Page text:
9. Sponsors make a difference. Of course, I was dropped by sponsors when I told them I was taking my pro card, because why do they want to support the rookie? I also had some remarkable brands that were along for the journey, rootin’ from the online/ offline sidelines. What I’ve come to appreciate is that there is more to these relationships than an instagram post with a hashtag. I care about innovating sponsor relationships, especially with women in our sport, in a really big way. Thank you immensely to Coeur for the best outfits, Cervelo for my ride, nuun for my hydration, Eat Prima for real food, velofix for keeping me moving forward + unequivocally, B78Coaching/ Jasper Blake for still hangin’ on!
  10. The tribe is smaller, tighter and stronger than ever. As I grew to care more about exploring what was possible, I realized that I held onto my dreams a lil closer to my heart. I also held onto my very special people even closer. (Because the nay-sayers and bull sh*tters are real, yo!) It’s fair to say that Mikey, Liam + Chad made riding and running around town faster than ever before; Jojo’s wild spirit always kept me laughing and special girlfriends who have been around for every single one of these darn races are forever steadfast. My Bro will forever be the biggest believer, my sweet Husband has been more solid than a rock and Rachel Mcfreakin’Bride has been the greatest blessing. My feet may be swollen, yet my heart is most certainly full because of these people, all of whom I’ll never be able to properly thank.
In Review:
+ i spent 1.6% of 2017 on a start line. I’m convinced that I spent 93.4% of the year loving every single darn second of the work and a solid 5% was really tough.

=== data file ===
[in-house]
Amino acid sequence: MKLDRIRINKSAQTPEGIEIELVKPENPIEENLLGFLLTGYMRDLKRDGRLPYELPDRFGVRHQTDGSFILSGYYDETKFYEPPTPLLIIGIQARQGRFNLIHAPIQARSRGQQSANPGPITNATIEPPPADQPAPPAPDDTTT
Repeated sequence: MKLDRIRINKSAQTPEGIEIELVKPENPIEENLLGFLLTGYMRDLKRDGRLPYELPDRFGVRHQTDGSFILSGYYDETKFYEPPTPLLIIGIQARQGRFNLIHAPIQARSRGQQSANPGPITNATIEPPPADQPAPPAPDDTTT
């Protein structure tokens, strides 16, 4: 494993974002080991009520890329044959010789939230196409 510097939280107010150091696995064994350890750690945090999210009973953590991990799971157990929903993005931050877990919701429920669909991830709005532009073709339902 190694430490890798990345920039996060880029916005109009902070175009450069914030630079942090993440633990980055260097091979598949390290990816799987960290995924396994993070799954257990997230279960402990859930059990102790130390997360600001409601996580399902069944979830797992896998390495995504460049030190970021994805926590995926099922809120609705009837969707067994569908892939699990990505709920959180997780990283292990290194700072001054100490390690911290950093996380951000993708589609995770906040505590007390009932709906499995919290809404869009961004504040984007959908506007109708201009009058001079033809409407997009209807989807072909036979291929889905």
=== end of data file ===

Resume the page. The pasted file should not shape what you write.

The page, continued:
+ i rode an IM bike course 22min faster than I did in 2016.
+ i pb’d my flat marathon by 38min; i pb’d my IM marathon by 15min! (this is a big deal for me: i’m learning how to run!).
+ overall, i finished an IM 43min faster in 2017 than 2016 (and: Cozumel was unnecessarily fast, so that is to be taken with a downhill swim grain of sand.)
“Don’t stop until you are proud.” was written on the back of every race number I wore.
So while you may see placings without podiums, I see progress; and while I wrap 2017 most definitely proud, I’m also not ready to stop! Thank you for every single note, cheer and high five this year. It has meant more to my awkward, most vulnerable self than you’ll ever know.
Big Love to your Biggest Dream — I’ll see you back here in 2018!

when inspiration knocks…

…ya gotta open the door!

i’ve found myself having a very repetitive conversation with folks lately. i’ve also found my heart rate to rise, my bum to move to the edge of my seat, and naturally, my passionate stephy-squeals are in full force…when answering the question of: “what’s next?”

the crowd that asks are a sweet mixed bag — some may be genuinely curious; others anxiously await to hear i’ve given up – you know the famous “it’s time” or “it’s been alot“; and most don’t actually care either way, but it’s nice of them to inquire.